Second, once this entity has been forged, Russia and China must recognise that it is important to make new ties with the new representative body – in a similar way the international community did with Libya’s NTC – and resist blocking any movement in the United Nations. If they do not, it may be that frustrated members start acting outside of the organisation and end up risking a polarising of more than just Syria’s domestic situation. Worse, however, is if they do not act without the United Nations, and stand back to let the situation unfold by itself. The violence and torture against Assad’s opponents has increased dramatically since the failed UN resolution was vetoed, and the longer the international community stands by the more Assad will feel he can act with impunity.
Gilad Shalit, the most high profile prisoner in the Israeli- Palestinian conflict, will be released at some point over the next week. In exchange, 1,027 Palestinian prisoners, currently residing in Israeli prison cells, are to be released in stages with female prisoners – all 450 in Israeli custody – being given priority on the time scale. The huge number of prisoners given to the Palestinians, not all of which will be given leave to remain in Israel of the Palestinian Occupied Territories, signifies the growing importance to the Israeli government, and more particularly to Netanyahu, that the hostage situation involving Shalit should be resolved. Whilst it may seem absurd to some that so much is being put at stake to secure the life of one Israeli Soldier, the implications of his release, and the manner in which both sides conduct themselves through the remainder of the deal’s delivery, have hugely wide-scale implications.
Legislation passed by the Israeli Knesset last week made it illegal for anyone living in the Israeli territories to actively boycott goods made in the settlements. As part of the law, settlement-based producers are able to sue those who are, or have, boycotted their products without having to actually provide tangible evidence of damages to their business which, given the complexities of domestic trade within Israel, would be almost impossible t0 prove or at least allocate blame to a specific quadrant of society. All that has to be proved, in any cases brought forward, is that there was an intent to do economic damage by organised boycott. This begs the question then, how effective are boycotts in establishing political change?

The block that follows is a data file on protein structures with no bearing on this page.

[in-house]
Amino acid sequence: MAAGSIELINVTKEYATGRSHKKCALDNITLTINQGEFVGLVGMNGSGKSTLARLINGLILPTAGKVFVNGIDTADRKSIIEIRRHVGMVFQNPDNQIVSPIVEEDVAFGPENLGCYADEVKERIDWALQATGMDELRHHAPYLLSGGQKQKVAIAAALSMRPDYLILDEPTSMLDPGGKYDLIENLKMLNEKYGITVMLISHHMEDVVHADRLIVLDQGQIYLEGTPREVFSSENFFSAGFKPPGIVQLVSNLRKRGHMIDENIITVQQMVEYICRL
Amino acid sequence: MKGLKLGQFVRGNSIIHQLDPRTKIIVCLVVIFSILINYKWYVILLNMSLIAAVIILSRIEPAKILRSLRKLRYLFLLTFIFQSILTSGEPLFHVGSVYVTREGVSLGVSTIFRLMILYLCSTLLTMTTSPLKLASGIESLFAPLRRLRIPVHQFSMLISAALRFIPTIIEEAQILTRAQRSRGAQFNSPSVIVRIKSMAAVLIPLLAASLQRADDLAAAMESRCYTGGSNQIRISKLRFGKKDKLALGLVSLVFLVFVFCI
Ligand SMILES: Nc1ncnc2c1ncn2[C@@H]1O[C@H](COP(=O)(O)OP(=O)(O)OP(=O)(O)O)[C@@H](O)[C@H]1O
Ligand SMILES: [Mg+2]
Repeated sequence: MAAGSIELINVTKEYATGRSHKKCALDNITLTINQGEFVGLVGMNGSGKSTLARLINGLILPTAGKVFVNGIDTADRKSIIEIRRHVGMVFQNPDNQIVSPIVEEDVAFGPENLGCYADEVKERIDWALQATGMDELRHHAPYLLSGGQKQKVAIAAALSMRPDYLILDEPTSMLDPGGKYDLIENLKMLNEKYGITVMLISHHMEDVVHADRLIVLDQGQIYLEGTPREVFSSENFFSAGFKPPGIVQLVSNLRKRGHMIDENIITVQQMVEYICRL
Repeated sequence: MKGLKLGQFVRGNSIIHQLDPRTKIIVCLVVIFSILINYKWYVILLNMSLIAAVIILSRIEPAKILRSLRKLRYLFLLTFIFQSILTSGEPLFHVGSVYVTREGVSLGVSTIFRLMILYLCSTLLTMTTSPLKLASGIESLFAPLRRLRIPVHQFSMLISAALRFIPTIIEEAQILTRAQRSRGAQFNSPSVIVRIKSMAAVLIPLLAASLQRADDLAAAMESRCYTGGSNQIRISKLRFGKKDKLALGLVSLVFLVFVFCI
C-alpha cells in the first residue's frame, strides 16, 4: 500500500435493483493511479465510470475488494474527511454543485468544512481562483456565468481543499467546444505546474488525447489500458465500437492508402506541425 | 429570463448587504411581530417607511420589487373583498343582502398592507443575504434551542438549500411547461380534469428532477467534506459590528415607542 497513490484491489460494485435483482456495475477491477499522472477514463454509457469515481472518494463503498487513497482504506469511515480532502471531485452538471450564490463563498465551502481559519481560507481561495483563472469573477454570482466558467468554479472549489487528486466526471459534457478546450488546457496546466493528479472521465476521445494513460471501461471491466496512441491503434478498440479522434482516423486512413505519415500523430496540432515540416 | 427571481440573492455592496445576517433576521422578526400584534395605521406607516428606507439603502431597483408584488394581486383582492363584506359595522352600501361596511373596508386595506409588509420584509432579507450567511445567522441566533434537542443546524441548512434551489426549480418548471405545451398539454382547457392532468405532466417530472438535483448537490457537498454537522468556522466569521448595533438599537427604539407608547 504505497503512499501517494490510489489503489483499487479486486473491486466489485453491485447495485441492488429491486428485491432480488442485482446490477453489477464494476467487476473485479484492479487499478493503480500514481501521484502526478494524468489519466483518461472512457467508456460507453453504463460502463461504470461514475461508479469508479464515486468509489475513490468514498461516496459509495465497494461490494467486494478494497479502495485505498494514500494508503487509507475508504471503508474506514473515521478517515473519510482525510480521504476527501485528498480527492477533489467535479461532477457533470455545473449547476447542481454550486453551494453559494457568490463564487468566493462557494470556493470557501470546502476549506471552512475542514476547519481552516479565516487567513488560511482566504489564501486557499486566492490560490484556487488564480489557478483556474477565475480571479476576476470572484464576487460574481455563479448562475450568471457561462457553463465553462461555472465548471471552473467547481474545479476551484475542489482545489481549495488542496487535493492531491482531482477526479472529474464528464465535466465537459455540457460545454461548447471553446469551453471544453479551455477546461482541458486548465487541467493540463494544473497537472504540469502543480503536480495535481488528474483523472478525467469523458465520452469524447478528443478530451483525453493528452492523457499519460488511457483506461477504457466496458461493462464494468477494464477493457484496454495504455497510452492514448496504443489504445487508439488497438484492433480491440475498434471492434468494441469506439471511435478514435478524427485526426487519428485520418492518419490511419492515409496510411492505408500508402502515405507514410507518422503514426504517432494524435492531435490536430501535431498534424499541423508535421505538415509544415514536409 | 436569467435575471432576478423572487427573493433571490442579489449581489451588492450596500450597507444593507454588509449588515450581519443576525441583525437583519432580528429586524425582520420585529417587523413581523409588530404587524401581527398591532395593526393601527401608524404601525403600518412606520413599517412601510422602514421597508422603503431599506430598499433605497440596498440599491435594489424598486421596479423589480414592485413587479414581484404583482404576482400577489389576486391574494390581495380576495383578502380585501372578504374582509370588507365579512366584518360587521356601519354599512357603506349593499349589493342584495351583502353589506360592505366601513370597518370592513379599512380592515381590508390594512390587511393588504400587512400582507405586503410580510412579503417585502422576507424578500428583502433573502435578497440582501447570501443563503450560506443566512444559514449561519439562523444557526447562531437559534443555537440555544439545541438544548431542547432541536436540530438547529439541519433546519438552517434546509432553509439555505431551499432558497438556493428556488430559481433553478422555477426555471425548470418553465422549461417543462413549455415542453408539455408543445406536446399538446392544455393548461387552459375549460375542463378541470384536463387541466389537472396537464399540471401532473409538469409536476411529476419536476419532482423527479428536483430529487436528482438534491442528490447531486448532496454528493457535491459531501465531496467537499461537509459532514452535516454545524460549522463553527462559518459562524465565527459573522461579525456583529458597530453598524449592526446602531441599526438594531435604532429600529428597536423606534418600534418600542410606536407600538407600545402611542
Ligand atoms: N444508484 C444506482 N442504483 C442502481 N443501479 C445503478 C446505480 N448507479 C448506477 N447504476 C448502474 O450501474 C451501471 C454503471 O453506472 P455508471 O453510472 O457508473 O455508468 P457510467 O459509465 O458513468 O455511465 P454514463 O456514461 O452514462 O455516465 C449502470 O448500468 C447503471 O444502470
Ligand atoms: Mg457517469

After a month of focus around the North-Western regions of Libya, where the Liberation Forces have been slowly advancing from the West towards Tripoli, the fight seems to be erupting in the East again, in the oil-port of Brega. This advance on Brega by Gaddafi forces earlier this week was a surprise for two reasons: first, because the city lies so far to the East, and second, because it’s unusual these days to hear anything of Gaddafi’s troops advancing. Continue reading
News of the reconciliation between Fatah and Hamas, the two elected halves of a Palestinian National Authority Government, was met with almost universal apprehension by the international community and Palestinians alike. Israel, fearful of a side that could finally negotiate itself into a stronger position, condemned the move. The United States barely fluttered in what were supposed to be the winds of change, and across Europe there was a mix of disdain for Hamas and desire for a resolution. There was, though, some hope that this would end the ongoing disunity, and that yet another round of negotiations with Israel would be attended by both factions in a much needed showing of unity.Today though, the meeting that was scheduled for the negotiations has been postponed. Not in itself a damning statement, until you add the word ‘indefinitely’ to the end.
The reception was always going to be warm for Netanyahu at the US Congress, but then, these are friendly waters. Support for the state of Israel amongst US voters is pretty much a no-brainer if you look at it in terms of demographic. The number of Jewish citizens in the United States is double that of those adhering to Islam, and the jewish-Israeli lobby is one that is renowned for being both exceptionally wealthy, and for having huge reach into the depths of the US governing institutions – particularly at the highest levels. The Islamic and Arabic lobby, on the other hand, is non-existent, and even if there were one reception would be extraordinarily frosty as a huge proportion of the United States, as ill informed as it may be, associate Islam and the Arab world with acts of terrorism committed by extremists and resistance against US forces in the Afghan and Iraqi wars. Whilst these acts are committed in the name of Islam, there are no strong a decisive voices to counter this, at least none with the courage to do so.
After the wars on Afghanistan and Iraq, and the subsequent occupation of both of these countries by ‘international’ – but mainly anglophone – states, the notions of regime change, of political interference, and of military interventionism sent half the world reeling in disgust. There were abundant arguments emanating from both sides of the political spectrum who felt – and still feel – that the presence of these states as occupation forces in these two predominantly Islamic countries is abhorrent. The right wingers, gagging for a good war but only if it brings in enough profit, started to reason that the losses – both in human life (though only those of the troops they sent) and financially – were causing more problems than they were returns. The left wingers, ranging from absolute pacifist to people who simply didn’t want to aggravate two already volatile political situations, weren’t inclined to get involved in a war that would hurt more people than it would help, and felt queasy at the mention of oil reserves – or indeed George W. Bush.